32358 Teresa
(850) 645 - 3490
Sandra Brooke
  • Originator
Research Faculty
Florida State University, FSU Coastal and Marine Laboratory
3618 Coastal Highway 98 St.
32358 Teresa
(850) 645 - 3486
Abigail Benson
  • Processor
W 6th Ave Kipling St.
80225 Lakewood
Stephen Formel
  • Processor
W 6th Ave Kipling St.
80225 Lakewood

Geographic Coverage

West Florida Slope and Escarpment, Eastern Gulf of Mexico

Bounding Coordinates South West [25.922, -86.247], North East [27.98, -84.88]

Taxonomic Coverage

Meiofauna (>32um) identified to higher taxon level (phylum), and Free-living Nematoda (nematodes, roundworms) identified to genus level.

Phylum Arthropoda, Nematoda, Annelida, Platyhelminthes, Ciliophora, Loricifera, Kinorhyncha, Priapulida, Nemertea, Tardigrada, Gastrotricha, Cnidaria

Temporal Coverage

Start Date / End Date 2019-10-01 / 2019-10-18

Project Data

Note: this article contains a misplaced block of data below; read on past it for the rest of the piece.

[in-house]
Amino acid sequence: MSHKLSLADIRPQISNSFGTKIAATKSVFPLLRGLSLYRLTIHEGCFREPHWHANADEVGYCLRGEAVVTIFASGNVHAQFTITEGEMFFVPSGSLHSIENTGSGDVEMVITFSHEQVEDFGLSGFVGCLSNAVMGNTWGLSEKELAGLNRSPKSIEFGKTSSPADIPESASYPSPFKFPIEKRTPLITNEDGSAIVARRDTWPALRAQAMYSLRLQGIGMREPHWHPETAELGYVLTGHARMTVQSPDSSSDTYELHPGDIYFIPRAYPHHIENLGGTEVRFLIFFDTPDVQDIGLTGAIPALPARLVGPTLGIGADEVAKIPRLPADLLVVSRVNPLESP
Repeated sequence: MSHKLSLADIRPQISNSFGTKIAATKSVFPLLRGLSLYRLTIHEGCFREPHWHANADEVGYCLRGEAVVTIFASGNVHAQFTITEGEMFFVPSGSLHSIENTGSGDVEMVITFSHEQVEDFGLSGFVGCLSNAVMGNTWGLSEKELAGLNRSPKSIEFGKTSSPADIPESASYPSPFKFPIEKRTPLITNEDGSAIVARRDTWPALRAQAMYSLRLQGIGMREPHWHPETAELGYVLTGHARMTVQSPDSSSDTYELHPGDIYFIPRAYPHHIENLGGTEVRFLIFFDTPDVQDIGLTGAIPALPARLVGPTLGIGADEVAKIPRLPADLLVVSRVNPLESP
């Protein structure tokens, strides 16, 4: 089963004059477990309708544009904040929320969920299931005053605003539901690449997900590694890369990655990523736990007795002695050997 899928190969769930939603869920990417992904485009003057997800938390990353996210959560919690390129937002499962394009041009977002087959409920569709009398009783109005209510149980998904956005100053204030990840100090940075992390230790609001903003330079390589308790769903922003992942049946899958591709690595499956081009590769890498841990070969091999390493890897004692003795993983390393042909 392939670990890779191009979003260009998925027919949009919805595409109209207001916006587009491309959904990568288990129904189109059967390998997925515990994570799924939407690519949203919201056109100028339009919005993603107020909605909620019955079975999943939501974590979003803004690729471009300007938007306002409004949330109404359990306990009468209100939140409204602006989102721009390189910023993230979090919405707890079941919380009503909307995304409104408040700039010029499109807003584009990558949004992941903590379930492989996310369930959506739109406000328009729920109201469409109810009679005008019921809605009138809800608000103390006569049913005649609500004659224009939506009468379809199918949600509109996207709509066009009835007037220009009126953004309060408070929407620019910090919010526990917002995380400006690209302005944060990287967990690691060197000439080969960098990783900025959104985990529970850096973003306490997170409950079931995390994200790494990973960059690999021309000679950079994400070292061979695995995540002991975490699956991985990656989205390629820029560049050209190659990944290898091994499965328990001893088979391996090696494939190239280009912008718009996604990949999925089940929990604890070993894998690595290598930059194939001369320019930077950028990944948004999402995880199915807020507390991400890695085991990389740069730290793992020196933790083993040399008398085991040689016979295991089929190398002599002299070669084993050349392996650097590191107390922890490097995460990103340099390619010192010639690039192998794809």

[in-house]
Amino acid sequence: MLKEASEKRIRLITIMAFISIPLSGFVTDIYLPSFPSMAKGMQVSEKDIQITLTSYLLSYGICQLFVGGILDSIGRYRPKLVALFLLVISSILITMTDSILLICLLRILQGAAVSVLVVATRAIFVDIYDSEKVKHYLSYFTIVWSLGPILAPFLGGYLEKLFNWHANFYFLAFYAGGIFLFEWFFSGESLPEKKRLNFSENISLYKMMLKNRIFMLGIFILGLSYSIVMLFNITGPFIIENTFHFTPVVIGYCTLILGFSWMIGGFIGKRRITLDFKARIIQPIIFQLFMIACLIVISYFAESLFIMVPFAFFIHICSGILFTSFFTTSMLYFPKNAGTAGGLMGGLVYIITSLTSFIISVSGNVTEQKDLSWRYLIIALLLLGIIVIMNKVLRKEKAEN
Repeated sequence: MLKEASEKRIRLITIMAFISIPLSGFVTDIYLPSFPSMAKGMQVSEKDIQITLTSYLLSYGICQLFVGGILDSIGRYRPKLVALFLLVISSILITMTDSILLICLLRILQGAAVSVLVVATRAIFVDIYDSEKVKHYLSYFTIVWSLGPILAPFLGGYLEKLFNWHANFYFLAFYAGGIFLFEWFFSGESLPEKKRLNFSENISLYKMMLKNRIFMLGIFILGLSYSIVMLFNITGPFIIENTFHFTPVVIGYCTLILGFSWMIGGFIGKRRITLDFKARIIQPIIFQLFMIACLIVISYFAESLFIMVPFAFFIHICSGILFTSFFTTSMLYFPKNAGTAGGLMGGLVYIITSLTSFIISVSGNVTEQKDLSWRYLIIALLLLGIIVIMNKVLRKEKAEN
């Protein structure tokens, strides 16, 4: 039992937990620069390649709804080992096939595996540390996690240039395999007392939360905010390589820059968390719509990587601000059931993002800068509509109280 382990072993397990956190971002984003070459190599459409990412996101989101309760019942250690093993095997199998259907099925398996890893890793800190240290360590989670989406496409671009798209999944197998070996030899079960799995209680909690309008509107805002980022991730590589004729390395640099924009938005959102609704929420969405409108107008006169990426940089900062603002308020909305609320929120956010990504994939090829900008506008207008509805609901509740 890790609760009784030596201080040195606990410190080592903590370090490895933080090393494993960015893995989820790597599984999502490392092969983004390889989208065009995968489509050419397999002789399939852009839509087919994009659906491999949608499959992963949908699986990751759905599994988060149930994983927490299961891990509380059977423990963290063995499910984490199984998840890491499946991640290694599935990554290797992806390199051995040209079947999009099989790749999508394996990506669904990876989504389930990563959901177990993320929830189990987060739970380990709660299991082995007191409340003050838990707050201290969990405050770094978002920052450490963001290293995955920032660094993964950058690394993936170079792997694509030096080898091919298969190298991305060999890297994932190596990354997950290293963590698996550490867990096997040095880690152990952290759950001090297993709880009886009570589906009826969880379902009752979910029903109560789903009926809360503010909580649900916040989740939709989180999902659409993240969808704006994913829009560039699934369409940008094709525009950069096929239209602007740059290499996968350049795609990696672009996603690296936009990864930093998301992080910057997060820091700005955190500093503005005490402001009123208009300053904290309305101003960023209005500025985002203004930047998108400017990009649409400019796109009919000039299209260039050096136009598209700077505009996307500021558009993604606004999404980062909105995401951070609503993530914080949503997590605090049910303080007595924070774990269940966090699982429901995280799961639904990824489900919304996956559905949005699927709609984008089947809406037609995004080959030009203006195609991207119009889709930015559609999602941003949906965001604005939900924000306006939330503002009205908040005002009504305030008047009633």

The eastern Gulf of Mexico (GOM) is dominated by a massive carbonate platform that slopes gently for over 200 km offshore before dipping sharply down to abyssal depths. The deep slope and escarpment of this platform is one of the least accessible places in the GOM; it is far from shore, very deep and is subject to high current conditions. Unlike the northern GOM, there has been little research effort in this region; however, in recent years several cruises (funded primarily by NOAA), conducted mapping and surveying of the west Florida slope (WFS) and in search of deep coral communities. The cruises revealed extensive deep coral habitats including large Lophelia reefs. Most of this work was on the upper slope (350-600 m). Further offshore, the slope steepens to form the WFE, which is virtually unexplored. The NOAA Ship Okeanos Explorer mapped and surveyed the WFE in 2014 and 2018, revealing dense coral communities, with different species assemblages from those on the upper slope. Pressure to protect DSC habitats has created a need to understand their distribution. To overcome the lack of data, modeling tools were developed that use data from known deep coral areas, and extrapolate those characteristics to unexplored areas. These Habitat Suitability Models are heavily influenced by coral records, so areas with limited data show low habitat suitability, which may not reflect the true distribution. These models may be further refined by incorporating coral-relevant variables such as current speed using data from oceanographic models. This combination of sophisticated models and known coral locations creates a more powerful predictive tool for science and management. From October 1st to 10th, a team of scientists from Florida State University (FSU), Florida Agricultural and Mechanical University (FAMU) and NOAA National Centers for Coastal Ocean Science (NCCOS), sailed aboard the Research Vessel Point Sur and used the Remotely Operated Vehicle (ROV) Global Explorer to study benthic communities off the West Florida Escarpment (WFE). Our objectives were to generate new data on distribution of coral species in this understudied area, and to assess whether we can use meiofauna communities as indicators of ambient current regimes. We will work with NOAA collaborators to incorporate our data into their Habitat Suitability Models and to ‘ground truth’ oceanographic current models.